Donald Trump won’t deliver his own closing statement at his New York civil fraud trial after all — after the judge said he needed to stick to “relevant, material facts.”
Manhattan Supreme Court Justice Arthur Engoron emailed Trump attorney Christopher Kise Wednesday saying he was assuming the 77year-old former president wouldn’t agree to the “lawful limits” and “therefore, he will not be speaking in court tomorrow.”
Kise first notified the judge in a January 4 email that after the lawyers give their arguments in the $370 million on Thursday, “President Trump plans to present argument at closing as well,” court records show.
Andrew Amer, a lawyer with the New York Attorney General’s Office, which is prosecuting the case, opposed allowing Trump the chance to speak, warning that he “is prone to giving irrelevant speeches, lacks self-control, is evasive in responding to questions and has repeatedly violated court order for which he has been sanctioned.”
But Engoron said he would allow the unusual move — only if Trump agreed “to limit his subject to what is permissible in a counsel’s closing argument, that is, commentary on the relevant, material facts that are in evidence, and application of the relevant law to those facts.”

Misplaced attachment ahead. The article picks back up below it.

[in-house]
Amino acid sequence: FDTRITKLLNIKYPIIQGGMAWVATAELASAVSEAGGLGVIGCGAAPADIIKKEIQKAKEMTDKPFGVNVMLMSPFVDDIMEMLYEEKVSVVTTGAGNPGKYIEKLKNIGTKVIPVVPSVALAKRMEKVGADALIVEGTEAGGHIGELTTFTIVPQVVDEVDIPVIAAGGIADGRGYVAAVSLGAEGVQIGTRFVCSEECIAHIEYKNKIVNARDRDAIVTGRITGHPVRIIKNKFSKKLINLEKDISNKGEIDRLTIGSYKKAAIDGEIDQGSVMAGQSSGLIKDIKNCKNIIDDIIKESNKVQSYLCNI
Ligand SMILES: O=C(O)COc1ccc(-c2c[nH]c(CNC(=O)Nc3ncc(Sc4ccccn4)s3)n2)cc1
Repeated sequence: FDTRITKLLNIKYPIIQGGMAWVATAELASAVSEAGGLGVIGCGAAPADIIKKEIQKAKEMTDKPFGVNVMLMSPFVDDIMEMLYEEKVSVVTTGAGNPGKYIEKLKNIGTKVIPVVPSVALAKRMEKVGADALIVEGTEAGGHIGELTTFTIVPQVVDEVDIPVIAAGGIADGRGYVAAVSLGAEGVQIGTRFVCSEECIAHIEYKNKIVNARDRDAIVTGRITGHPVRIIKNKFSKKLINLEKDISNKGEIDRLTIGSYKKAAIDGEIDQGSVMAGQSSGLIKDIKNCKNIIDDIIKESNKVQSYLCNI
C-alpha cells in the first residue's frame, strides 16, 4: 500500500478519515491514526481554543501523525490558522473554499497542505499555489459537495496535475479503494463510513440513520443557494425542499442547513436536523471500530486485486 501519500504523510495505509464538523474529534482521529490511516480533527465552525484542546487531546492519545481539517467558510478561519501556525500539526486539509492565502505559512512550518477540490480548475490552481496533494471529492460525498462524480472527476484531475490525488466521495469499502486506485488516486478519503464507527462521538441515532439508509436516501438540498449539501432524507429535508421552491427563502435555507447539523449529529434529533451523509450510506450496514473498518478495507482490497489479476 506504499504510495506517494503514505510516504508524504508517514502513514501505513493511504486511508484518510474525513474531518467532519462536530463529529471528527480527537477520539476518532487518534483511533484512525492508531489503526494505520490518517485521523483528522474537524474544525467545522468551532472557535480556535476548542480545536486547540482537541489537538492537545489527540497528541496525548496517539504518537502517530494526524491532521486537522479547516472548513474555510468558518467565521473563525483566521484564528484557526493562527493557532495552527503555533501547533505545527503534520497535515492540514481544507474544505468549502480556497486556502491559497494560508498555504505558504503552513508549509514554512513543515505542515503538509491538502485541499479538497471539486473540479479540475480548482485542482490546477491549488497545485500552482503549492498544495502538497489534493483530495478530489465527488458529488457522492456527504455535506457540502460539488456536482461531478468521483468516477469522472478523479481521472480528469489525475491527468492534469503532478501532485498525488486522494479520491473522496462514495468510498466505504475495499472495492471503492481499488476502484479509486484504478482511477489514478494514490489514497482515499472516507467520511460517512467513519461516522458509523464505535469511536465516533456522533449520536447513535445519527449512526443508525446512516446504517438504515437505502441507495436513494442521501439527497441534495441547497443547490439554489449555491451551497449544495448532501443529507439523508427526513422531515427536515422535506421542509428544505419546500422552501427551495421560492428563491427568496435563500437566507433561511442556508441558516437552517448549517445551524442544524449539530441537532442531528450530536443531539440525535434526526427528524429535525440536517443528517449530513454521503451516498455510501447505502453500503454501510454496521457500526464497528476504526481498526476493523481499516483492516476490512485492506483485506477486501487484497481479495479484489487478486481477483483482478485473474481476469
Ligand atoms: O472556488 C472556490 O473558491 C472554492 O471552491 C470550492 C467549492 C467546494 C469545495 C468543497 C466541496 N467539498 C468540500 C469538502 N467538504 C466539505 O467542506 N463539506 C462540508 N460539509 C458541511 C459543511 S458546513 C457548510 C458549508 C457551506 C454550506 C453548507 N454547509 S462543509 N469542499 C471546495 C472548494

“I cannot agree *(nor would I recommend he do so) to the proposed precondition and prior restraints,” Kise responded in an email Tuesday.
The lawyer and the judge exchanged a few more emails Tuesday including about a request from Trump’s team to postpone closings after the death of his mother-in-law, Melania Trump’s mother Amalija Knavs, on Tuesday.
Engoron denied the request to postpone due to the disruption it would cause court staff.
But he still offered his condolences saying: “Please tell Mr. Trump I am sorry.”
Engoron also reiterated that Trump could not speak during closings unless he agreed to the judge’s terms, prompting Kise to respond: “this is very unfair your honor.”
The judge posted the extensive email chain in the case Wednesday as he noted that Trump wouldn’t be speaking in court during closing statements.
Trump’s attorneys are slated to deliver their remarks Thursday morning, with the AG’s side to follow in the afternoon. Each side’s statements are expected to last roughly two-and-a-half hours.
Engoron is deciding the non-jury case and has said he hopes to render a final decision by the end of the month.
The trial began in October, lasting through mid December, and saw Trump attend on multiple occasions.
Trump, his sons Eric and Don Jr. and daughter Ivanka all testified at trial.
The AG claimed in her case that for a decade Trump lied on yearly financial statements exaggerating his net worth by the billions to get better loan and insurance terms.
Trump and his team have repeatedly insisted that the 45th president has been the target of a political witch hunt by the AG’s office and the judge.
Trump lawyer Alina Habba issued a brief statement to Engoron’s decision Wednesday saying: “Is anyone surprised anymore?”
The AG’s office declined to comment Wednesday.